Justo Gallego Martínez was born into an agricultural family in Mejorada del Campo on Sept. 20, 1925. At 27, he joined a monastery in the northern province of Soria, but was ordered to leave eight years later after he had caught tuberculosis and risked contaminating the other monks.
After recovering in a Madrid hospital, he returned to his hometown and decided to turn his family plot of land into a place of worship. He laid the first stone in 1961. The project, he said, was driven in part by his desire to thank God for his having survived his illness. But it was also an act of faith, he said, to make amends for the desecration of churches that he witnessed during the Spanish Civil War of the 1930s.
“I saw the Communists destroy all the churches here, with people laughing and dancing in the ruins,” Mr. Gallego said. “But when you believe, you can then also rebuild with your own hands a beautiful new place.”
He financed the construction with donations and by selling some of his family’s farmland. He also used his earnings from appearances he made in a publicity campaign for a beverage company in 2005. He made no architectural drawings. “The only plan is made in my head, drawn day by day,” he said.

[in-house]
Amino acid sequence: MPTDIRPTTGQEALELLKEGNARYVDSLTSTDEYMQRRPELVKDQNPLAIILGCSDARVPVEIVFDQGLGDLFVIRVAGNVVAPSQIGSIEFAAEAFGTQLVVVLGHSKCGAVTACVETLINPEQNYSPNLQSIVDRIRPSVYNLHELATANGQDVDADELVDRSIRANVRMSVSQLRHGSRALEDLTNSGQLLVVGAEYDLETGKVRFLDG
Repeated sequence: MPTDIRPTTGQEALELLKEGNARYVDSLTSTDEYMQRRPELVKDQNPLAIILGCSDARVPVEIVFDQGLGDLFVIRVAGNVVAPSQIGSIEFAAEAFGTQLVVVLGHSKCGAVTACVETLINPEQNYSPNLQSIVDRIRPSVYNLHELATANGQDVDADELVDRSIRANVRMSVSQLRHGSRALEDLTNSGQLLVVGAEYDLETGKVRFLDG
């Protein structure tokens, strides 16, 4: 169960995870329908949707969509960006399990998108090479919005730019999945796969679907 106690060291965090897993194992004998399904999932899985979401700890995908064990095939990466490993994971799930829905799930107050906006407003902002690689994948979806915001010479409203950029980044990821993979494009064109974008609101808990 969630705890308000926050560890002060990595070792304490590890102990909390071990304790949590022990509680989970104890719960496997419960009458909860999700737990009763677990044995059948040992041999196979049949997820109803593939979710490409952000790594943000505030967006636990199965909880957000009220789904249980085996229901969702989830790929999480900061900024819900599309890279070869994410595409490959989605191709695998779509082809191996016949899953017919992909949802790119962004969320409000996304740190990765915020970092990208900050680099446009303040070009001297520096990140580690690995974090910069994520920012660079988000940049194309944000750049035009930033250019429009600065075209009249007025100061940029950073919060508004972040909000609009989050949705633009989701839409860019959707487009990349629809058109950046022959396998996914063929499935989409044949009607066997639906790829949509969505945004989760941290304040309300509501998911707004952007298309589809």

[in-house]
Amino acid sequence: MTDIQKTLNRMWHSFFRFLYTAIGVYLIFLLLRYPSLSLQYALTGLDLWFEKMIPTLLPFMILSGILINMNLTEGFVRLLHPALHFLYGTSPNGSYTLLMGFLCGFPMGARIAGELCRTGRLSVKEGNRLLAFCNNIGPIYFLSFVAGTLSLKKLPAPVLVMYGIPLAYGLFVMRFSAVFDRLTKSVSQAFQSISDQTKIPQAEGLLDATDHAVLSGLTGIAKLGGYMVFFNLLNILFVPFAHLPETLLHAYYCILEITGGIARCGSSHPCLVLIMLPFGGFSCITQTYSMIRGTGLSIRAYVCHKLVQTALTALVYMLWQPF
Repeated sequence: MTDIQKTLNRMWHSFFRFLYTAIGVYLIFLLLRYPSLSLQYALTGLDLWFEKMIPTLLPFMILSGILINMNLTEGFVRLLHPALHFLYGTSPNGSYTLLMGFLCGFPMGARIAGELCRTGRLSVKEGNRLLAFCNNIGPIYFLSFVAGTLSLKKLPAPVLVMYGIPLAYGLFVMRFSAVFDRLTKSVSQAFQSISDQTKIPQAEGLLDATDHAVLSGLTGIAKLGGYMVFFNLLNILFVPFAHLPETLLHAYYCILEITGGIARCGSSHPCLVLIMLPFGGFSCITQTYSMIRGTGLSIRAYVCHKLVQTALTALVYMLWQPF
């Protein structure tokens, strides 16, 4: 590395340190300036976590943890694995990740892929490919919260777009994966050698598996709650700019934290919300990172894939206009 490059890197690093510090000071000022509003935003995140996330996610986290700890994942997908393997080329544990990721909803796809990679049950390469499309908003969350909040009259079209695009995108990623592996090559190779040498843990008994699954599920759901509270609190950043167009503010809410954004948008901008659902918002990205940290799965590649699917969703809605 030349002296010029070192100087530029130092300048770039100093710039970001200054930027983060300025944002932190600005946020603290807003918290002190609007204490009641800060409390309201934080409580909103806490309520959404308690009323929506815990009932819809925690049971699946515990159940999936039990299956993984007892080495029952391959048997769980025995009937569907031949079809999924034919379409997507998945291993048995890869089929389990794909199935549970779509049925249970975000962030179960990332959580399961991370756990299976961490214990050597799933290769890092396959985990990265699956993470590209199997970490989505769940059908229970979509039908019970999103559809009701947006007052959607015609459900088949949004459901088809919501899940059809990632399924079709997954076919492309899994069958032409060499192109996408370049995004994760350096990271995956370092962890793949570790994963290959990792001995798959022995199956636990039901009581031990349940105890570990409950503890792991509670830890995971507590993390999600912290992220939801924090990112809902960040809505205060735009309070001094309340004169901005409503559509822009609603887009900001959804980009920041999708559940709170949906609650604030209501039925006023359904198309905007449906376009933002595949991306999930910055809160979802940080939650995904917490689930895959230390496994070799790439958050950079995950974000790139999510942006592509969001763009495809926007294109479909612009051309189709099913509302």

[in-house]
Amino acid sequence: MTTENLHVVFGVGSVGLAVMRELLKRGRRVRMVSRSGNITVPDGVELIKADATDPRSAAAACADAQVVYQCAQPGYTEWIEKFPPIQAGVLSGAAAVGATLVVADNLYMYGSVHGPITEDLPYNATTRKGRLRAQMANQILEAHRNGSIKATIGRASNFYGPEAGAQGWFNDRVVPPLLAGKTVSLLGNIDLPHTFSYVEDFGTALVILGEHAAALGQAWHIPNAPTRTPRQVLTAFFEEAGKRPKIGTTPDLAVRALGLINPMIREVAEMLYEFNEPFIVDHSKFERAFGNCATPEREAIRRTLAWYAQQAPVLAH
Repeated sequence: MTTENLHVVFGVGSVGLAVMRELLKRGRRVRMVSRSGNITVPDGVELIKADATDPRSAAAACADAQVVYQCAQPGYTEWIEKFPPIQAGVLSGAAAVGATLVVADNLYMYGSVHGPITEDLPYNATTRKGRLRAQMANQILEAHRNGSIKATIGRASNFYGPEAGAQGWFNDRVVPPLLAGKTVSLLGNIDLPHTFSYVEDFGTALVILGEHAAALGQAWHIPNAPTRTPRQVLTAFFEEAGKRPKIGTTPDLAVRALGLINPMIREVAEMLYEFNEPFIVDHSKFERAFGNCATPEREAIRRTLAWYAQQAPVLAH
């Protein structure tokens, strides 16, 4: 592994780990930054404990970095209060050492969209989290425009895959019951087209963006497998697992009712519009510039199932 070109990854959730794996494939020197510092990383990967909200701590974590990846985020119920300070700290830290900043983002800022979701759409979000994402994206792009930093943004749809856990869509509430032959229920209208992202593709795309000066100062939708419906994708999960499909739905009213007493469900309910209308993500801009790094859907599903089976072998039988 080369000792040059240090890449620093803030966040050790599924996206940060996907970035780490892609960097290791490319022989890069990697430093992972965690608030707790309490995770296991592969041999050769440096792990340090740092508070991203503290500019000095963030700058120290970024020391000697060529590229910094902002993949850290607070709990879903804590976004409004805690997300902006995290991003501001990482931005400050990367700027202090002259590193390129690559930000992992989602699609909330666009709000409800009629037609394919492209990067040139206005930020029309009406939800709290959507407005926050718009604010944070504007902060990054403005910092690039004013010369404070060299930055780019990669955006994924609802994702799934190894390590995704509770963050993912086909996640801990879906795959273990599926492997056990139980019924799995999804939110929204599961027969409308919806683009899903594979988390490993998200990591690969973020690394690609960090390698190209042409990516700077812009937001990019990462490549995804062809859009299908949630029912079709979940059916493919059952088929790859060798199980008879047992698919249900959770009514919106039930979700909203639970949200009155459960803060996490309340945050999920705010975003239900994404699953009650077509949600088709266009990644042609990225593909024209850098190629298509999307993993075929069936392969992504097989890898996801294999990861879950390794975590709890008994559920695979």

Still, he talked about admiring medieval castles and the Romanesque style. Jo Farb Hernández, professor emeritus in the department of art and art history at San Jose State University in California, was fascinated by the way the cathedral took shape.
“I experienced it as an unlikely combination of a decrepit medieval monastery, a crammed and chaotic salvage yard and a crumbling, dusty set from the futuristic movie ‘Blade Runner,’” Professor Hernández said. “Yet slowly, over the years, I saw sculptures mounted, paintings completed, windows installed, apertures secured and areas cleaned and cleared.”